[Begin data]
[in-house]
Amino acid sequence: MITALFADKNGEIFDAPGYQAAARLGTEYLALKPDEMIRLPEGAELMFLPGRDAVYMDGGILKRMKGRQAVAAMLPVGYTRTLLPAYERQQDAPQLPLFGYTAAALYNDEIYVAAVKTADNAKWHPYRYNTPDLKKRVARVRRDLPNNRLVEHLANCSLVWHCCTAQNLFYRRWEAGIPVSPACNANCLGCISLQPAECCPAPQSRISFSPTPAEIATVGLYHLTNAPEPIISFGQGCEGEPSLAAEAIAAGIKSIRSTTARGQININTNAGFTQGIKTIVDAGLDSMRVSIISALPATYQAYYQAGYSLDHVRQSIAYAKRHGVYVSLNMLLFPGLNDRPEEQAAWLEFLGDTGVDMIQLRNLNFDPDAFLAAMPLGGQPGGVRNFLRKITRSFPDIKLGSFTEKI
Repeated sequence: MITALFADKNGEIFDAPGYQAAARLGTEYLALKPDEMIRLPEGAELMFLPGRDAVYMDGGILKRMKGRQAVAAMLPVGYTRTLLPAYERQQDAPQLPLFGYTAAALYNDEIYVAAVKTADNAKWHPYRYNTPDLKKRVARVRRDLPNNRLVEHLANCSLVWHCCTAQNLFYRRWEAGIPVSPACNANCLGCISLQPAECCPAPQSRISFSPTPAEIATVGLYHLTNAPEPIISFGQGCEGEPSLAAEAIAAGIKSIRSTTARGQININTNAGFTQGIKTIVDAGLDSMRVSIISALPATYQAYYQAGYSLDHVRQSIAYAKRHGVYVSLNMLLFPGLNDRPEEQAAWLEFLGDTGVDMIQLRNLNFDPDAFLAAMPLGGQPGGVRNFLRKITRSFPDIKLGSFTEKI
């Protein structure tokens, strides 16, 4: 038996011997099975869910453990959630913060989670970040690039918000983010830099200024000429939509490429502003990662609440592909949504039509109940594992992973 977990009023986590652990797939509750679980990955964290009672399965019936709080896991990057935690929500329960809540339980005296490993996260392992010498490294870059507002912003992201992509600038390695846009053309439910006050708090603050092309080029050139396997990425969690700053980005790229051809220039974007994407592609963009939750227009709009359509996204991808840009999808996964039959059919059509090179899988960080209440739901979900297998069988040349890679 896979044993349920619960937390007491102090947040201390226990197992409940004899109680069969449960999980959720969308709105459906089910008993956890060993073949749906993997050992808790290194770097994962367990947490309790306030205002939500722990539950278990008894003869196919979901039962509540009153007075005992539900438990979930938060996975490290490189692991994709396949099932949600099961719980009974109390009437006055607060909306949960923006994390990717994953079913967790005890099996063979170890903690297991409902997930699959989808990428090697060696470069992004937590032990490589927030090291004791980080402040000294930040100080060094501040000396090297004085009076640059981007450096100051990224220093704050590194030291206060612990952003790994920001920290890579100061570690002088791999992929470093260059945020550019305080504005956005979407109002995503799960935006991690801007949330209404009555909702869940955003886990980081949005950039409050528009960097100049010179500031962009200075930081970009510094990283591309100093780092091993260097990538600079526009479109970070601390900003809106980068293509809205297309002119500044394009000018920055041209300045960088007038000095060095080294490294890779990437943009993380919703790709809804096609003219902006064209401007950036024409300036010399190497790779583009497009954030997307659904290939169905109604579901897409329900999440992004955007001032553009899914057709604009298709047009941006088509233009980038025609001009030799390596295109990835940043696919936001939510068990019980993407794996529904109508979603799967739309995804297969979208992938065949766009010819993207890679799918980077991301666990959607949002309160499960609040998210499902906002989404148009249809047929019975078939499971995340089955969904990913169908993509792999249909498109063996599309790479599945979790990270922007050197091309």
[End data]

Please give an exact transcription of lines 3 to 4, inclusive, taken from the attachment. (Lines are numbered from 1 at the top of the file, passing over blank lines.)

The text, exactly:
Repeated sequence: MITALFADKNGEIFDAPGYQAAARLGTEYLALKPDEMIRLPEGAELMFLPGRDAVYMDGGILKRMKGRQAVAAMLPVGYTRTLLPAYERQQDAPQLPLFGYTAAALYNDEIYVAAVKTADNAKWHPYRYNTPDLKKRVARVRRDLPNNRLVEHLANCSLVWHCCTAQNLFYRRWEAGIPVSPACNANCLGCISLQPAECCPAPQSRISFSPTPAEIATVGLYHLTNAPEPIISFGQGCEGEPSLAAEAIAAGIKSIRSTTARGQININTNAGFTQGIKTIVDAGLDSMRVSIISALPATYQAYYQAGYSLDHVRQSIAYAKRHGVYVSLNMLLFPGLNDRPEEQAAWLEFLGDTGVDMIQLRNLNFDPDAFLAAMPLGGQPGGVRNFLRKITRSFPDIKLGSFTEKI
């Protein structure tokens, strides 16, 4: 038996011997099975869910453990959630913060989670970040690039918000983010830099200024000429939509490429502003990662609440592909949504039509109940594992992973 977990009023986590652990797939509750679980990955964290009672399965019936709080896991990057935690929500329960809540339980005296490993996260392992010498490294870059507002912003992201992509600038390695846009053309439910006050708090603050092309080029050139396997990425969690700053980005790229051809220039974007994407592609963009939750227009709009359509996204991808840009999808996964039959059919059509090179899988960080209440739901979900297998069988040349890679 896979044993349920619960937390007491102090947040201390226990197992409940004899109680069969449960999980959720969308709105459906089910008993956890060993073949749906993997050992808790290194770097994962367990947490309790306030205002939500722990539950278990008894003869196919979901039962509540009153007075005992539900438990979930938060996975490290490189692991994709396949099932949600099961719980009974109390009437006055607060909306949960923006994390990717994953079913967790005890099996063979170890903690297991409902997930699959989808990428090697060696470069992004937590032990490589927030090291004791980080402040000294930040100080060094501040000396090297004085009076640059981007450096100051990224220093704050590194030291206060612990952003790994920001920290890579100061570690002088791999992929470093260059945020550019305080504005956005979407109002995503799960935006991690801007949330209404009555909702869940955003886990980081949005950039409050528009960097100049010179500031962009200075930081970009510094990283591309100093780092091993260097990538600079526009479109970070601390900003809106980068293509809205297309002119500044394009000018920055041209300045960088007038000095060095080294490294890779990437943009993380919703790709809804096609003219902006064209401007950036024409300036010399190497790779583009497009954030997307659904290939169905109604579901897409329900999440992004955007001032553009899914057709604009298709047009941006088509233009980038025609001009030799390596295109990835940043696919936001939510068990019980993407794996529904109508979603799967739309995804297969979208992938065949766009010819993207890679799918980077991301666990959607949002309160499960609040998210499902906002989404148009249809047929019975078939499971995340089955969904990913169908993509792999249909498109063996599309790479599945979790990270922007050197091309």